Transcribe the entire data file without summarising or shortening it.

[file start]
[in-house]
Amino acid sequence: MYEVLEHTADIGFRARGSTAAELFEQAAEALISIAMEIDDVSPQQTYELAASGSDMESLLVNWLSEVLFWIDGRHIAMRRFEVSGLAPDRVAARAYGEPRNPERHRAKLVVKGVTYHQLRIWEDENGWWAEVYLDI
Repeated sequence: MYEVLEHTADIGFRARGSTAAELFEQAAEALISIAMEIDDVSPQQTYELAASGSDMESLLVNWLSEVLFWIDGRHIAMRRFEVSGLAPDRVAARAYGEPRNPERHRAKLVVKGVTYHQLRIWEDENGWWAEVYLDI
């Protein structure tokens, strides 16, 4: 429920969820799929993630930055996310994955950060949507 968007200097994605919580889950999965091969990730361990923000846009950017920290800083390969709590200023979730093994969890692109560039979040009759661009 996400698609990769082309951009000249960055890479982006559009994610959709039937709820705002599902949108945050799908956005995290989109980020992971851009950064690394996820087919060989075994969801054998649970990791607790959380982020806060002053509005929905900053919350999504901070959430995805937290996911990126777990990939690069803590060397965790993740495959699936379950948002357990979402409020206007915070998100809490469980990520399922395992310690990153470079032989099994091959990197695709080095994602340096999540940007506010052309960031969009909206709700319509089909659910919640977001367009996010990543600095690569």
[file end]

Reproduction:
[in-house]
Amino acid sequence: MYEVLEHTADIGFRARGSTAAELFEQAAEALISIAMEIDDVSPQQTYELAASGSDMESLLVNWLSEVLFWIDGRHIAMRRFEVSGLAPDRVAARAYGEPRNPERHRAKLVVKGVTYHQLRIWEDENGWWAEVYLDI
Repeated sequence: MYEVLEHTADIGFRARGSTAAELFEQAAEALISIAMEIDDVSPQQTYELAASGSDMESLLVNWLSEVLFWIDGRHIAMRRFEVSGLAPDRVAARAYGEPRNPERHRAKLVVKGVTYHQLRIWEDENGWWAEVYLDI
């Protein structure tokens, strides 16, 4: 429920969820799929993630930055996310994955950060949507 968007200097994605919580889950999965091969990730361990923000846009950017920290800083390969709590200023979730093994969890692109560039979040009759661009 996400698609990769082309951009000249960055890479982006559009994610959709039937709820705002599902949108945050799908956005995290989109980020992971851009950064690394996820087919060989075994969801054998649970990791607790959380982020806060002053509005929905900053919350999504901070959430995805937290996911990126777990990939690069803590060397965790993740495959699936379950948002357990979402409020206007915070998100809490469980990520399922395992310690990153470079032989099994091959990197695709080095994602340096999540940007506010052309960031969009909206709700319509089909659910919640977001367009996010990543600095690569």